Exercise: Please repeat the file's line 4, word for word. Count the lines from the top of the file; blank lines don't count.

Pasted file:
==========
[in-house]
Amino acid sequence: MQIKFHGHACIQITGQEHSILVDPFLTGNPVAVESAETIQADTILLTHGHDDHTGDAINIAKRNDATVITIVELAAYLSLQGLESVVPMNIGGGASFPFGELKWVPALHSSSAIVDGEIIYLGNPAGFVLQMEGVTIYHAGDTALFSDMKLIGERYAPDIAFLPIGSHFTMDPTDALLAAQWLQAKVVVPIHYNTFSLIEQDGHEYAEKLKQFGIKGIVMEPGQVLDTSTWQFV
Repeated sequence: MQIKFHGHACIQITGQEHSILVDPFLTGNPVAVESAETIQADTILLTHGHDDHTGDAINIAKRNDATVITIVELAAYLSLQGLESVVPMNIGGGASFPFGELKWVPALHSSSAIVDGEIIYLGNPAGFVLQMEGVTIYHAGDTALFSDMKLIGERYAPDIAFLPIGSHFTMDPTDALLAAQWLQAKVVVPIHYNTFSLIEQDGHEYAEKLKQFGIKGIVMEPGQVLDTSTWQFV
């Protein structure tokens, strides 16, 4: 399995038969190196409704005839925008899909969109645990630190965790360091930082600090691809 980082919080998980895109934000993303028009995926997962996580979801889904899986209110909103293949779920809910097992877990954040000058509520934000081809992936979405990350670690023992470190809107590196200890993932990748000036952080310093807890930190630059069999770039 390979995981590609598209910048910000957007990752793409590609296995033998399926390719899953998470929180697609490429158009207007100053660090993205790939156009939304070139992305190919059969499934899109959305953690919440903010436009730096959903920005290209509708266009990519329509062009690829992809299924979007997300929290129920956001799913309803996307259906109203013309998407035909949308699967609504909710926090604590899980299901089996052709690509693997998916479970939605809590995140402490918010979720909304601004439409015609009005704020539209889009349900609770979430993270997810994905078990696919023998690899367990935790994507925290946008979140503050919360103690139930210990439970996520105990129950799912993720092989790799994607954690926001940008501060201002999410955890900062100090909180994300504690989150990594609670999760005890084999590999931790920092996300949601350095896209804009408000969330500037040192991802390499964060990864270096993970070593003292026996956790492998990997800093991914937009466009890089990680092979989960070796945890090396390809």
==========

């Protein structure tokens, strides 16, 4: 399995038969190196409704005839925008899909969109645990630190965790360091930082600090691809 980082919080998980895109934000993303028009995926997962996580979801889904899986209110909103293949779920809910097992877990954040000058509520934000081809992936979405990350670690023992470190809107590196200890993932990748000036952080310093807890930190630059069999770039 390979995981590609598209910048910000957007990752793409590609296995033998399926390719899953998470929180697609490429158009207007100053660090993205790939156009939304070139992305190919059969499934899109959305953690919440903010436009730096959903920005290209509708266009990519329509062009690829992809299924979007997300929290129920956001799913309803996307259906109203013309998407035909949308699967609504909710926090604590899980299901089996052709690509693997998916479970939605809590995140402490918010979720909304601004439409015609009005704020539209889009349900609770979430993270997810994905078990696919023998690899367990935790994507925290946008979140503050919360103690139930210990439970996520105990129950799912993720092989790799994607954690926001940008501060201002999410955890900062100090909180994300504690989150990594609670999760005890084999590999931790920092996300949601350095896209804009408000969330500037040192991802390499964060990864270096993970070593003292026996956790492998990997800093991914937009466009890089990680092979989960070796945890090396390809």